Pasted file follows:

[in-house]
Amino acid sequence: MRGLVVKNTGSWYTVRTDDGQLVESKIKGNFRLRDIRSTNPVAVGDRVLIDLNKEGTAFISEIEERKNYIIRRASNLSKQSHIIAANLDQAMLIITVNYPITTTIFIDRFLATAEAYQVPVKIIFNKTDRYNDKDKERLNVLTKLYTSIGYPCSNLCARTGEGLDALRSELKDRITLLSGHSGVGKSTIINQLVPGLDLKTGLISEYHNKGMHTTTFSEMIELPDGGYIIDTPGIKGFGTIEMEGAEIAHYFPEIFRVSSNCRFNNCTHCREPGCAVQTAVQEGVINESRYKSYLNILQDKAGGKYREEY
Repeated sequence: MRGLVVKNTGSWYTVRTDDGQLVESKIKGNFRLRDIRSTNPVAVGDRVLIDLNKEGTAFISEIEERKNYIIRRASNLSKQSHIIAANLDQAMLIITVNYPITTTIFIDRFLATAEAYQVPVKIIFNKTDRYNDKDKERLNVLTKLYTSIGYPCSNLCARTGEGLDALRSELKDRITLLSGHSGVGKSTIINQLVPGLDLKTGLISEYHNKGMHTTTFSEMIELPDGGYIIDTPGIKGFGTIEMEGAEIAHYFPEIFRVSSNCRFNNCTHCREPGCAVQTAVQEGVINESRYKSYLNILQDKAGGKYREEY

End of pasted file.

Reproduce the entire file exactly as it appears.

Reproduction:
[in-house]
Amino acid sequence: MRGLVVKNTGSWYTVRTDDGQLVESKIKGNFRLRDIRSTNPVAVGDRVLIDLNKEGTAFISEIEERKNYIIRRASNLSKQSHIIAANLDQAMLIITVNYPITTTIFIDRFLATAEAYQVPVKIIFNKTDRYNDKDKERLNVLTKLYTSIGYPCSNLCARTGEGLDALRSELKDRITLLSGHSGVGKSTIINQLVPGLDLKTGLISEYHNKGMHTTTFSEMIELPDGGYIIDTPGIKGFGTIEMEGAEIAHYFPEIFRVSSNCRFNNCTHCREPGCAVQTAVQEGVINESRYKSYLNILQDKAGGKYREEY
Repeated sequence: MRGLVVKNTGSWYTVRTDDGQLVESKIKGNFRLRDIRSTNPVAVGDRVLIDLNKEGTAFISEIEERKNYIIRRASNLSKQSHIIAANLDQAMLIITVNYPITTTIFIDRFLATAEAYQVPVKIIFNKTDRYNDKDKERLNVLTKLYTSIGYPCSNLCARTGEGLDALRSELKDRITLLSGHSGVGKSTIINQLVPGLDLKTGLISEYHNKGMHTTTFSEMIELPDGGYIIDTPGIKGFGTIEMEGAEIAHYFPEIFRVSSNCRFNNCTHCREPGCAVQTAVQEGVINESRYKSYLNILQDKAGGKYREEY